vodafone router
Vodafone huawei router, the red light is always red.
Light is still red. Hmm, peculiar. I examined the router and found a green light reading 'internet' on the top, indicating, perhaps their is a connection. I picked up the phone, and sure enough, we had a dial tone.
'This should work' I presumed, so again, I made sure my mobile was connected to the internet and booted Facebook up. Nothing, no connection. So I hooked up a laptop. Navigated to the router control panel and was presented with a slider 'how safe do you want your connection to be?'.
Seriously, this was all I needed to do to get online. I hooked up the ethernet cables to the other devices and my 500Gb USB HDD and started linking all of the other devices up.

"It's gone off" daughter A shouted.
"It's rubbish" shouted daughter B.
"I need to watch the next step, seriously Dad"

It was my fault, the new broadband was pants. So the troubleshooting started. What had I done? Besides splitting the two broadband frequencies 2.4Ghz and 5Ghz, nothing. I unplugged some devices. Still, working for 5 minutes, and then off again and several minutes to reboot.

"Can you send it back Dad?"
"Can we go back to BT?" they protested.

'Should I factory reset?' No, it's virtually fresh out of the box.
Should I disconnect everything? Hundreds of questions to how I could overcome this problem. Did I believe we had a faulty router? No, I didn't, I thought surely Vodafone would be better than this. The answer had to be in the house. I disconnected the powerline adaptors (Time capsule upstairs was flashing orange to suggest it wasn't connected properly) but still the frequent reboots persisted. Logging into the control panel was equally as time consuming, as the damn thing kept dropping off. Then it struck me, several years ago, with another Huawei router, it'd done exactly the same thing when the external HDD was connected.

I unhooked it and waited. Everything slowly reconnected from the last reboot. I cautiously checked the router menus, ran a speed test and hooked up the last few devices.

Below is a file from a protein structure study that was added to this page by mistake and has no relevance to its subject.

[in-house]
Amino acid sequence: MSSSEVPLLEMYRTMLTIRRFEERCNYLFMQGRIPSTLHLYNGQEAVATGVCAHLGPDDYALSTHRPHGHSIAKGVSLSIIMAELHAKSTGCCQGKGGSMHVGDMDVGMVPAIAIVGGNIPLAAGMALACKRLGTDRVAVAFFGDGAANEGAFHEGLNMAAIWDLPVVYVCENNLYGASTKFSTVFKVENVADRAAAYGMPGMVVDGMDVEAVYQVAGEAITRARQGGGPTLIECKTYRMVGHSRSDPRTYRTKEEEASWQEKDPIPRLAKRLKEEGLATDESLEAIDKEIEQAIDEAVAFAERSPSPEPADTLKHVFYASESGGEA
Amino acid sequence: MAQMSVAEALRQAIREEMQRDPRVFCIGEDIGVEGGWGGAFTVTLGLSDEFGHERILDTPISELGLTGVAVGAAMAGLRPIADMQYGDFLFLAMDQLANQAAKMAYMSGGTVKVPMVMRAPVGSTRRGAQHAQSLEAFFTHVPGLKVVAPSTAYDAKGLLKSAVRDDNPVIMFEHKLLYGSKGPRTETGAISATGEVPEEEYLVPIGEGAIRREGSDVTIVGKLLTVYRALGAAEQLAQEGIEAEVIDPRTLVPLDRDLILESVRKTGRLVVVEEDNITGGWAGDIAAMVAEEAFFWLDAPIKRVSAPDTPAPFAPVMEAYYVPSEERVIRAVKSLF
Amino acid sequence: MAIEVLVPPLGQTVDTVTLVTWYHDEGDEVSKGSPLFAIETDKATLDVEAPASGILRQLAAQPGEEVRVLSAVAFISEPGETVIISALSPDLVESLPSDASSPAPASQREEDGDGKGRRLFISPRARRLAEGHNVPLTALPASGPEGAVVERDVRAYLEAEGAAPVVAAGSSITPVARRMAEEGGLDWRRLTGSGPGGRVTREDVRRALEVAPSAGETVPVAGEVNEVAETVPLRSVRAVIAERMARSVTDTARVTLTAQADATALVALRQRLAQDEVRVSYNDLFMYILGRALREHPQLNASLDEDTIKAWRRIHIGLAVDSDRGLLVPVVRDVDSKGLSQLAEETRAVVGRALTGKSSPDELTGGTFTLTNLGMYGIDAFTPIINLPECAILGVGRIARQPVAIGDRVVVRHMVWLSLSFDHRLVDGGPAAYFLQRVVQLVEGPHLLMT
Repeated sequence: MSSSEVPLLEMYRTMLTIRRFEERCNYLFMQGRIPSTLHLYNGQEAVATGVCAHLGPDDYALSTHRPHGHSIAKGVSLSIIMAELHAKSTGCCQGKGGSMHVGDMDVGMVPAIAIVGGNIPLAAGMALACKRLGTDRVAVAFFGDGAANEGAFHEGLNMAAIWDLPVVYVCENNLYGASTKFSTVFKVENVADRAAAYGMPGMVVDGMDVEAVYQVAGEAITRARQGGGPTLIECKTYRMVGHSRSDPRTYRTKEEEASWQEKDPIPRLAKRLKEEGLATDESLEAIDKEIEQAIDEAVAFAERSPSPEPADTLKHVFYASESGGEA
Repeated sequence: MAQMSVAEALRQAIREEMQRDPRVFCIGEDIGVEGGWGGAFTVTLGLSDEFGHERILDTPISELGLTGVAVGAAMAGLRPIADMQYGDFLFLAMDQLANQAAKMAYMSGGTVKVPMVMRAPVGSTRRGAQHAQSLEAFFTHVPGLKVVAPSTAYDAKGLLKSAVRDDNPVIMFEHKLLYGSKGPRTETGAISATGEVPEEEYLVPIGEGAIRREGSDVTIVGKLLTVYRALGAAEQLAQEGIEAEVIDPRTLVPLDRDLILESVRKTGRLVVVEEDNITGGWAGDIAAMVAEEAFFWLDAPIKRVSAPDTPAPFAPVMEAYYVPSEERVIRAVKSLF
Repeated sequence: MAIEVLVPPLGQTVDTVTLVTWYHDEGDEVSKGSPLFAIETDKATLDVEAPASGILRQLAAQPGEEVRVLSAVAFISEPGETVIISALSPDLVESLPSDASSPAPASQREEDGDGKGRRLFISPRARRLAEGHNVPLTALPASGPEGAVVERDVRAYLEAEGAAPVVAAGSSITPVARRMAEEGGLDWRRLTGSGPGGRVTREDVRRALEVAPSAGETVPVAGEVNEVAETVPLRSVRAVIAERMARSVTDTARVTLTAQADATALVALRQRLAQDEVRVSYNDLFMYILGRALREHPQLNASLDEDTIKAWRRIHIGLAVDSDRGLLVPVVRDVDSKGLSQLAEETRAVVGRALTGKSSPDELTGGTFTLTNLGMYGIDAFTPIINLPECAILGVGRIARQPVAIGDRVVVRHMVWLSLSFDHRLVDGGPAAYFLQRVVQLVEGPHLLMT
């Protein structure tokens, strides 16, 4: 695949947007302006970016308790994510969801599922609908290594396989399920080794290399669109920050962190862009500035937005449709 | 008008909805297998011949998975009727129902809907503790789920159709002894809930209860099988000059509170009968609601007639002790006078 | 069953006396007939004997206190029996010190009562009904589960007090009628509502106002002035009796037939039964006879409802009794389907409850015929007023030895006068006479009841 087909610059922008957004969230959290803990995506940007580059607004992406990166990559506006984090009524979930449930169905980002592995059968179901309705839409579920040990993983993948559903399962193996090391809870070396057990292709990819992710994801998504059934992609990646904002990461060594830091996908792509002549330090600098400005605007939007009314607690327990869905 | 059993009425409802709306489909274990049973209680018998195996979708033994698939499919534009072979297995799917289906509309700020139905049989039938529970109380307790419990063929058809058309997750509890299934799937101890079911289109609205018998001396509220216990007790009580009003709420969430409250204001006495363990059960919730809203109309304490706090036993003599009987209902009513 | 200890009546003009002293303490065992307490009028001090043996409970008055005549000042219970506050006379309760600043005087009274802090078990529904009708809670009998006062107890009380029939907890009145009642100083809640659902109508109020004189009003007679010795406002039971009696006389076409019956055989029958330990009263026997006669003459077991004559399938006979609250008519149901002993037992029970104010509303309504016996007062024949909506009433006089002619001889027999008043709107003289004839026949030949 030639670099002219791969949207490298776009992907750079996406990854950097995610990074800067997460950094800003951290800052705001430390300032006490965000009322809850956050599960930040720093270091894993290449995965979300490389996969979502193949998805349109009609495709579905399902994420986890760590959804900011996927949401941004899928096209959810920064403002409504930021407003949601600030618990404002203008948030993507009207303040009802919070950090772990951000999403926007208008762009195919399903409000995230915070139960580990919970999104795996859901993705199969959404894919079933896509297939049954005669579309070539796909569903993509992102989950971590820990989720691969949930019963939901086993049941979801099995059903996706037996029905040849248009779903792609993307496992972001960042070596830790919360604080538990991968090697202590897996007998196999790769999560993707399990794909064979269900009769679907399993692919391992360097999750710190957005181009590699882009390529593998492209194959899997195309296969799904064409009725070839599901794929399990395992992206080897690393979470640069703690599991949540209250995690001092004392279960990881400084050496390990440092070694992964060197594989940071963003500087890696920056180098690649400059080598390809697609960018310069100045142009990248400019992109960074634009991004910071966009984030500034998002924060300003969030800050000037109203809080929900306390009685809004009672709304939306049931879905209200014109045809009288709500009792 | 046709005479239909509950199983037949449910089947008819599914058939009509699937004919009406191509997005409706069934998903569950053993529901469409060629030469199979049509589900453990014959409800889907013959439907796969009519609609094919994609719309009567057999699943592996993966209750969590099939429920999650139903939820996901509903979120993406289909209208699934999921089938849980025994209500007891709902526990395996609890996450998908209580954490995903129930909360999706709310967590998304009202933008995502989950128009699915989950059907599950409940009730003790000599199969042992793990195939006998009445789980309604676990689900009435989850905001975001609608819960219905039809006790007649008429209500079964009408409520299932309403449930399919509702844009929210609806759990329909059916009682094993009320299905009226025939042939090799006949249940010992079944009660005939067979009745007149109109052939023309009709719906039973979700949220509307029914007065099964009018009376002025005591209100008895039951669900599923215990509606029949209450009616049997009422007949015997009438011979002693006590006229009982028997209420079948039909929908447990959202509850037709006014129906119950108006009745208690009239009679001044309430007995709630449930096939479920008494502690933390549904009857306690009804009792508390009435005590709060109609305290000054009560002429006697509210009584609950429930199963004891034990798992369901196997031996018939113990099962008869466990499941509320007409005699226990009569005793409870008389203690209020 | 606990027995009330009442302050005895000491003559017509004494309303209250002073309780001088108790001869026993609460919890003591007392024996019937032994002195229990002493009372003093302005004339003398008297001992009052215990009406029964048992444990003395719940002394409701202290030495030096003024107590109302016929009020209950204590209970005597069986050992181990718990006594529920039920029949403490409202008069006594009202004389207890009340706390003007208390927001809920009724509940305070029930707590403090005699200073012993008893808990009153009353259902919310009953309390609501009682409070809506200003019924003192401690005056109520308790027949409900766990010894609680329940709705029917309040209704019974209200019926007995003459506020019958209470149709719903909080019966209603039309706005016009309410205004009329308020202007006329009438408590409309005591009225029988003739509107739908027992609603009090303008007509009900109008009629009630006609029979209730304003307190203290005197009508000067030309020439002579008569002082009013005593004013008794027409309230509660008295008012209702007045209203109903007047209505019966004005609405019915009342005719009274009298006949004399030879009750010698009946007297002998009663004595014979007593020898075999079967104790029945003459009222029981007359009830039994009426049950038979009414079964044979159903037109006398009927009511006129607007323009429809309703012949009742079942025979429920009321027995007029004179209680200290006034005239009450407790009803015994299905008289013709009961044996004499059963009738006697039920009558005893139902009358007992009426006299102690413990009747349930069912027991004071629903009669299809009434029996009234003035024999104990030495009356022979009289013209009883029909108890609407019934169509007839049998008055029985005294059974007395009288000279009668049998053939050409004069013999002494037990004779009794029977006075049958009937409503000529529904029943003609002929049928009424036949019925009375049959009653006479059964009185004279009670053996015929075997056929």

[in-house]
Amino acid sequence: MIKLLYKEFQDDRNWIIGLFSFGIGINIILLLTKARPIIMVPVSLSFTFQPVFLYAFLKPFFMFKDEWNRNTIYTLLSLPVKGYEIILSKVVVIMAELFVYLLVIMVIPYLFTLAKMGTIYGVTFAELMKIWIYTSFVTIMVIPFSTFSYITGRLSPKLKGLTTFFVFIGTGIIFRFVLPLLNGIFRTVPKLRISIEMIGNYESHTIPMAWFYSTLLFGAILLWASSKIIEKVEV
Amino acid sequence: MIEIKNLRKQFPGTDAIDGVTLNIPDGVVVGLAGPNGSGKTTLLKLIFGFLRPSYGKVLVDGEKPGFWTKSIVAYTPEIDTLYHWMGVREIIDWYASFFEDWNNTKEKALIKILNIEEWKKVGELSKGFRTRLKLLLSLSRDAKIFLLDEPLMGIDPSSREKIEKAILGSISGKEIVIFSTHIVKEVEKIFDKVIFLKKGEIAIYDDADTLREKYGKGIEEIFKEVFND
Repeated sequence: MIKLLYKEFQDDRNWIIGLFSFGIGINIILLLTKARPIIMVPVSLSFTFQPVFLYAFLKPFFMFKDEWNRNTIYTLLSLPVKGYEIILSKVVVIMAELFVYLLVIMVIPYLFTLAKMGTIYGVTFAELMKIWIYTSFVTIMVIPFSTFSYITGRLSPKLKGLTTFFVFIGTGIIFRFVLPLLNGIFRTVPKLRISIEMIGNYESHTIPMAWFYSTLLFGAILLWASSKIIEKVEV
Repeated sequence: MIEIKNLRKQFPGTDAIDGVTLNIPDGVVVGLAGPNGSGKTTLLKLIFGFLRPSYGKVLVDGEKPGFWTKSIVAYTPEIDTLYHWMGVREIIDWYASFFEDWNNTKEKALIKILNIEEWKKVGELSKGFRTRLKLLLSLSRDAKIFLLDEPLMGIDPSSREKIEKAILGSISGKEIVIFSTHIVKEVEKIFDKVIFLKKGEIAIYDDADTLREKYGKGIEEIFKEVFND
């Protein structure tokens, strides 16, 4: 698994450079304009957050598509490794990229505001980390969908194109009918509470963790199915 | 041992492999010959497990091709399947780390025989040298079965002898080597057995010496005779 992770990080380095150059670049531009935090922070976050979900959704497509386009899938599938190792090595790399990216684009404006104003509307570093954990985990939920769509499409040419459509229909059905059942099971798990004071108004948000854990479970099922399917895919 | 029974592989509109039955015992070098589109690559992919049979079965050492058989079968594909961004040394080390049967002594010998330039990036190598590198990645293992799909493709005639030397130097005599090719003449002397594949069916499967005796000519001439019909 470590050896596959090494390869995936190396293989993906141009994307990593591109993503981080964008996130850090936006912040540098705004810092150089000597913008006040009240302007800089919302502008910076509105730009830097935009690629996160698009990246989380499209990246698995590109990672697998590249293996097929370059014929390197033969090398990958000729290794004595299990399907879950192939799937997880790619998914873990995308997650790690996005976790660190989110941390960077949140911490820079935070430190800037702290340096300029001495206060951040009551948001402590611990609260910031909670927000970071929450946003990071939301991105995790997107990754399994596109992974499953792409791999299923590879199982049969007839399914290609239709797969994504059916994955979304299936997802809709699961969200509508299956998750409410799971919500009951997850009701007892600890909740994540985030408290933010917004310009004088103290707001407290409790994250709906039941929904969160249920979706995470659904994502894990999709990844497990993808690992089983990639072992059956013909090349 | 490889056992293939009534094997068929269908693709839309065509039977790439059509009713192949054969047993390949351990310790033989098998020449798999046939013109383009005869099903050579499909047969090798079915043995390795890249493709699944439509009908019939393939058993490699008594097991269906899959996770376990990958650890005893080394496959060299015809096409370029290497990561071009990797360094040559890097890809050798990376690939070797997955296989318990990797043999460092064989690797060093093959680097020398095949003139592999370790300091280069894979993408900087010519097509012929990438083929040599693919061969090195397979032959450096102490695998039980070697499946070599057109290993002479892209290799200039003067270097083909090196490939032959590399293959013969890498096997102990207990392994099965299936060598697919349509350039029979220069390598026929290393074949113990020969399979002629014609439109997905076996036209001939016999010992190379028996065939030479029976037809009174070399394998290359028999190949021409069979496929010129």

That was it, the external HDD was to blame. Experience knowledge and tenacity had solved the problem; perseverance and logic. It's possibly something to do with the way it's formatted, but that's another problem for another day. And the time capsule needs connecting too, but they're jobs for another day. For now at least, my eldest daughter could watch the next step and I'd avoided an hour or more on the phone to Vodafone.

Again, there's probably a lesson here to do with personal resilience, strength and acquiring new skills. But, as before, I'd need someone more intelligent to tell me what that lesson might be! I guess I would benefit to applying the same mindset to my life, "I can do this", "it should be ok"!

Wednesday, 17 May 2017

Hate conferencing apps? There's a better way.

If like me, you've had Skype for several years, but you rarely use it because, well, it's a bit of a pain, then there is a better free way that you can communicate. If you use a team networking app, such as Slack, then perhaps this solution will also usurp it in another way.
Many years ago, Charles Dunstone predicted the end of traditional mobile phone calls. Mobile phone companies charging people for how many minutes they'd been on the phone would cease, and all calls would be routed via VOIP (Voice over Internet Protocol).
It hasn't happened yet, but Whats App voice calling, Skype, Facetime calls are all doing their best to make it a reality. To be honest, I don't think I'm alone when I say I loathe video calls. For one, I can see my own ugly mug all of the time, reminding me how old I'm getting and how many extra chins I have, who wants that eh?
Not only that, but it's prohibitively intensive on your hardware and it requires fast and stable internet connection. Bothersome, to put it another way.
So today, inspired by gamers, I've been asked to test another solution, and the great thing is, I was only asked 15 minutes ago and I can already tell you.... It's simple, and it works.
Unlike most other solutions, you run your own server. Now before you think that sounds complicated, it really isn't. It's like having an open office door. Imagine you're sat in a conference room at the end of a long table, waiting for people to arrive. It's kind of like that.
To invite other people into your conference room, you send them a link.
Click Invite people and copy and paste the link to them.
Once they have the invite, they follow the link and join your room, either on their mobile, computer or even in a web browser. When they join, they take a seat too. And you can see that someone else has joined your room. When they say something, their icon flashes green. Everyone that joins the room, can see that they're talking. It works out of the box, with the microphone in your device.